Sunday, May 31, 2009

Set Organization Progress (Addendum)

I had meant to show the final A major suite in the previous post on this topic, but I simply forgot.

To review, my set for dinner and bar crowds, art openings, parties, and corporate events, is organized around the circle of thirds from A minor to A major: A minor, C, E minor, G, B minor, D, F-sharp minor, and A.

The pattern for the suites is two originals, and then alternating covers and originals, with a crowd pleaser at the end - for a total of nine pieces per suite - and each suite is about 25-30 minutes in duration. So, I play four suites, take a 30 minute dinner break, and then play another four suites to make a four hour gig (D major and F-sharp minor are still short at this point, running about fifteen minutes each).

As I mentioned previously, the first four suites have crystalized, with just a bit of uncertainty in the G major one. Because there is so much great guitar music in A minor and A major, it's just natural that the final suite has come into focus as well.

It looks like this now:

64] Figuration Prelude No. 8 - Hucbald
65] E-Axis Study in A major - Hucbald
66] Guardame Las Vacas - Luis de Narvaez
67] Six Variations in A minor - Hucbald
68] Etude VI - Leo Brouwer
69] Irreducible Fugue No. 3 - Hucbald
70] Yankee Doodle Dixie - Chet Atkins
71] Irreducible Fugue No. 4 - Hucbald
72] Desert Song - Eric Johnson
73] Heavy Nylon - Hucbald
74] Stairway to Heaven - Led Zeppelin

I have eleven pieces here just in case I run short and have some time to fill up. This is a very good idea, because it's a million times more impressive if you never repeat yourself over the course of a four hour engagement: Folks think you could just go on and on. So, if I'm on time, I play Stairway to Heaven, which is my finale/encore piece, last (In place of Desert Song). If the crowd is a good one - drunk, jazzed... and tipping - I'll play the whole set through Heavy Nylon (Which is a PITA to get just right) to Stairway.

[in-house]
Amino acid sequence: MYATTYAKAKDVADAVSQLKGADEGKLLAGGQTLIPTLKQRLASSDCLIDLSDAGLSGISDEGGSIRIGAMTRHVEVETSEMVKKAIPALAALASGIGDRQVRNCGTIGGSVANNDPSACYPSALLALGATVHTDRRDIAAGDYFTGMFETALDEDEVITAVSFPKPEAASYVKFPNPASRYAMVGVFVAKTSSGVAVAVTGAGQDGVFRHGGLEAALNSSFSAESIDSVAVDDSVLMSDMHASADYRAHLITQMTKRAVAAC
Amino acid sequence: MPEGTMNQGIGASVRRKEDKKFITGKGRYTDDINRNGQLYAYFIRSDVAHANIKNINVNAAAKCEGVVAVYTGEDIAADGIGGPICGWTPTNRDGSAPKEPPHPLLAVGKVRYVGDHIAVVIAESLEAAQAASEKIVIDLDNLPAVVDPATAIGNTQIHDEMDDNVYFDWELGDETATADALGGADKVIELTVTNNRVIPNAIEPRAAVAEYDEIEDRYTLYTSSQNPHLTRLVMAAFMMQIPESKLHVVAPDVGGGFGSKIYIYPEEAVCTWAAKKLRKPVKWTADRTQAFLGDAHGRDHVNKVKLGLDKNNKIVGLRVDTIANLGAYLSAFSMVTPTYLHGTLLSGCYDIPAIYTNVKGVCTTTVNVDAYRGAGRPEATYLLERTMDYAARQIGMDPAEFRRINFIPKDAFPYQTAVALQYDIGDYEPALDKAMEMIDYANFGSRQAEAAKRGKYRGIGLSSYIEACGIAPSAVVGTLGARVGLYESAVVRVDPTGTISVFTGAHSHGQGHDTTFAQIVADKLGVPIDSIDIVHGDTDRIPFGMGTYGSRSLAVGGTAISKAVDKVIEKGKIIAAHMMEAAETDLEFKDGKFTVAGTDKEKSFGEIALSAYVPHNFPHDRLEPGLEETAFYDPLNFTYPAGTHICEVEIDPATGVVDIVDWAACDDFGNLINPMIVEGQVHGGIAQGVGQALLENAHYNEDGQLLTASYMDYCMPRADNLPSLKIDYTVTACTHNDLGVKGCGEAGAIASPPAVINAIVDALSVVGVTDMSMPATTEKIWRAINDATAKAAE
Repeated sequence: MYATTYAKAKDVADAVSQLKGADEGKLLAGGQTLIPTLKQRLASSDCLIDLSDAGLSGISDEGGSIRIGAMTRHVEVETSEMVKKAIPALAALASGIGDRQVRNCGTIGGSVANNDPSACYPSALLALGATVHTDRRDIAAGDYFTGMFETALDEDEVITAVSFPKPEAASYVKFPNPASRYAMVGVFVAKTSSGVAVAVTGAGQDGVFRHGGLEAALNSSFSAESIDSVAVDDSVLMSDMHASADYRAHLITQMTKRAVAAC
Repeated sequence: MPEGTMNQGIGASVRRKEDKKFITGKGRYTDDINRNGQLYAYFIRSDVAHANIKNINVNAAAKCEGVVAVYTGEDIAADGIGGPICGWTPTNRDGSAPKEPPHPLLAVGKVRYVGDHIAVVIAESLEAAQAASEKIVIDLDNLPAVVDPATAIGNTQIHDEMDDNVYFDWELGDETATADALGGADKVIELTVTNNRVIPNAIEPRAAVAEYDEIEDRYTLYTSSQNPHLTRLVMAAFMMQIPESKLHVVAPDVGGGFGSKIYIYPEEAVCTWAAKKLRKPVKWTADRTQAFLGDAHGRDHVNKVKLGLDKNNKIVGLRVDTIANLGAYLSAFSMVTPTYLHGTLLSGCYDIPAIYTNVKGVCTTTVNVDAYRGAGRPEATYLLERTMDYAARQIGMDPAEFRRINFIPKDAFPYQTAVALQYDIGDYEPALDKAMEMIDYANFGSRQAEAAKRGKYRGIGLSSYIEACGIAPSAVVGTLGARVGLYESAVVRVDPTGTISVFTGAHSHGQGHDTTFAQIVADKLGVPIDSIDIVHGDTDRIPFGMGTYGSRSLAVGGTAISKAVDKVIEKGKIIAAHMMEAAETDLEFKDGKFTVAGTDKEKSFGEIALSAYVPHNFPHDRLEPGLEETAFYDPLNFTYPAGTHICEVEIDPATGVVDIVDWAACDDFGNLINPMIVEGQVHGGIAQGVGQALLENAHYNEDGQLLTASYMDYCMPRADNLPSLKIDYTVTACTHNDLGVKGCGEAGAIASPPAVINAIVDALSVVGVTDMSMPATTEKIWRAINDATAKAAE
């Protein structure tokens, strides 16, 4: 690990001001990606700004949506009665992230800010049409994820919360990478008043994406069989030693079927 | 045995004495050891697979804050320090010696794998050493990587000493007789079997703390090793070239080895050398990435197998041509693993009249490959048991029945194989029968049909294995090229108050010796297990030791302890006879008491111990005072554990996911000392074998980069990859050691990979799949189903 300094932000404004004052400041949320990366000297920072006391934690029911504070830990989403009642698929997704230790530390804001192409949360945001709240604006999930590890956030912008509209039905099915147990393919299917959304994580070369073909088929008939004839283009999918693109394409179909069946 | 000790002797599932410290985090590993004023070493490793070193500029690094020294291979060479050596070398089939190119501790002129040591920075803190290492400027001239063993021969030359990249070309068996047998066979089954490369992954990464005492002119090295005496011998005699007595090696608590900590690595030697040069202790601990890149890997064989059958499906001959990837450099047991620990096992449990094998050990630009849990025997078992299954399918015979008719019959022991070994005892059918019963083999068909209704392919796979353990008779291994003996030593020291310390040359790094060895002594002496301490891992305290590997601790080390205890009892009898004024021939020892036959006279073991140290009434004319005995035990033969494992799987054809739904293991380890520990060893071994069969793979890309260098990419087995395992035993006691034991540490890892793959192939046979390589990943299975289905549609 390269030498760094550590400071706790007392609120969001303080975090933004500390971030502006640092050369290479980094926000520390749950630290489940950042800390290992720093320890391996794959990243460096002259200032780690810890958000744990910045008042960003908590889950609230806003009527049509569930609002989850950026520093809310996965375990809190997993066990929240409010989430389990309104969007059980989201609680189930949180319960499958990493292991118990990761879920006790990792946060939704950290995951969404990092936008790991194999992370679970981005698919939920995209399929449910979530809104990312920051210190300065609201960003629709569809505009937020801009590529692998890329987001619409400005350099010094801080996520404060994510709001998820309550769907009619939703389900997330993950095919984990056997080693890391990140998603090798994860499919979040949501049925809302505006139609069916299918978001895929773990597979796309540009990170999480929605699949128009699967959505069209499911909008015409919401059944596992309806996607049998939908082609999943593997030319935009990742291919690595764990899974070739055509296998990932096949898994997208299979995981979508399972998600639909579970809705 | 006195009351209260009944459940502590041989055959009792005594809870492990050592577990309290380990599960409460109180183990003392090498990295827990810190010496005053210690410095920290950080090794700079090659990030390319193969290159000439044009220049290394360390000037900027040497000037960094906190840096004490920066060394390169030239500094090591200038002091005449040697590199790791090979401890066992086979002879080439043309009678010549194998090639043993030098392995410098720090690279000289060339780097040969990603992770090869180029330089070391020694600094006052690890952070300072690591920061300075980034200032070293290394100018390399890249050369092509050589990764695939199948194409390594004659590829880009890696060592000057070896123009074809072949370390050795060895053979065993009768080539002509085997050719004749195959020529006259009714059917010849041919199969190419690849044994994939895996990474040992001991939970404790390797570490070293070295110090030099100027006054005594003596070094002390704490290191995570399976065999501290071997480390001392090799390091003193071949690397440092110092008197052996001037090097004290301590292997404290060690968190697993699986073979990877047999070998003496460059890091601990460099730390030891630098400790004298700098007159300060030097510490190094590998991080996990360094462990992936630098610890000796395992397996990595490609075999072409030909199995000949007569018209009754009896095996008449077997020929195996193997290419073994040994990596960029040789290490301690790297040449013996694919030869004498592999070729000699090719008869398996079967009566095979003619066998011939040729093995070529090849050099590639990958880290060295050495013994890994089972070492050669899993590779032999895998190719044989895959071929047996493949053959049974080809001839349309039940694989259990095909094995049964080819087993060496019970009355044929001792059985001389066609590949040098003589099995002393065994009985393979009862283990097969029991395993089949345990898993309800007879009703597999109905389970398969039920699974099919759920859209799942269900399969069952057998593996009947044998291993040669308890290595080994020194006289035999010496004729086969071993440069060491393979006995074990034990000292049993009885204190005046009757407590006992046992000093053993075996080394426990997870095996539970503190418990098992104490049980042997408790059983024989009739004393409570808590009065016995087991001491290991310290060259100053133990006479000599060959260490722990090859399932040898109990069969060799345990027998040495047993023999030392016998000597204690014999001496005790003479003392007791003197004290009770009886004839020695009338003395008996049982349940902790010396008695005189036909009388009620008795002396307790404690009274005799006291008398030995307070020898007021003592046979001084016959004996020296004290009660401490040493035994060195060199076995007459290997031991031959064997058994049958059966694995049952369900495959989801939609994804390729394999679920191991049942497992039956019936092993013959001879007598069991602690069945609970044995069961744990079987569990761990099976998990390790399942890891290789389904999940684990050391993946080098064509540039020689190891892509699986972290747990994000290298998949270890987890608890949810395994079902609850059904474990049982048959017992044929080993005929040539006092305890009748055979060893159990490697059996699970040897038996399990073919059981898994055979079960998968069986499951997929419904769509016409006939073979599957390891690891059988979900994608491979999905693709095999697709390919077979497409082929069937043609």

You'll notice I put some A minor pieces in here: There are just a gazillion cool pieces for the guitar in A minor - I actually have extras - and a lesser number of compelling A major works, so I did that on purpose, not out of any necessity. I have an awesome - and extremely difficult - arrangement of Bach's Sheep May Safely Graze in A major, which I may learn at some point, but I have all eleven of these memorized, so that's the path of least resistance right now.



I could have updated the previous post, but I wanted to post another pic of this stunningly awesome redhead.

2 Comments:

Blogger Claudia said...

It's so well organised. And 11 pieces memorised! I'm impressed. It's true that people think you can offer a programm for 3-4 hours, and never repeat yourself. I used to envy the musicians who could improvise.

Fazil Say(a Turkish pianist) takes a Paganini(or Mozart)theme and just invent, on the spot, brilliant variations. I'm not sure it's the right thing to do. But he's never short of "new" pieces to play.

Wish I could be listening to you with the crowd, 'drunk, jazzed and tipping'.

Praise from my son for your gorgeous ladies. You never make a mistake....:)

All the best from Canada.

10:15 AM  
Blogger Hucbald said...

Back in the real classical era, performers almost always improvised their cadenzas, but in the romantic era, composers started writing them out, and so improvisation eventually became a lost art.

I saw a classical pianist - I'm sorry I can't remember his name - playing with a symphony orchestra, and he improvised his cadenzas. He did the Mozart No. 21 - my favorite - and his improv was quite good.

Bach, Mozart, Beethoven (In his younger years), Liszt and Paganini were all great improvisers. I never was interested in improvising much, except in blues and rock idioms, as I always wanted to slow the process down and make the solo "perfect." Typical modern composer. LOL!

Tell your son thanks for the props, Claudia. ;^)

You do know I'm a Newfie, right? Born in St. John's.

12:31 AM  

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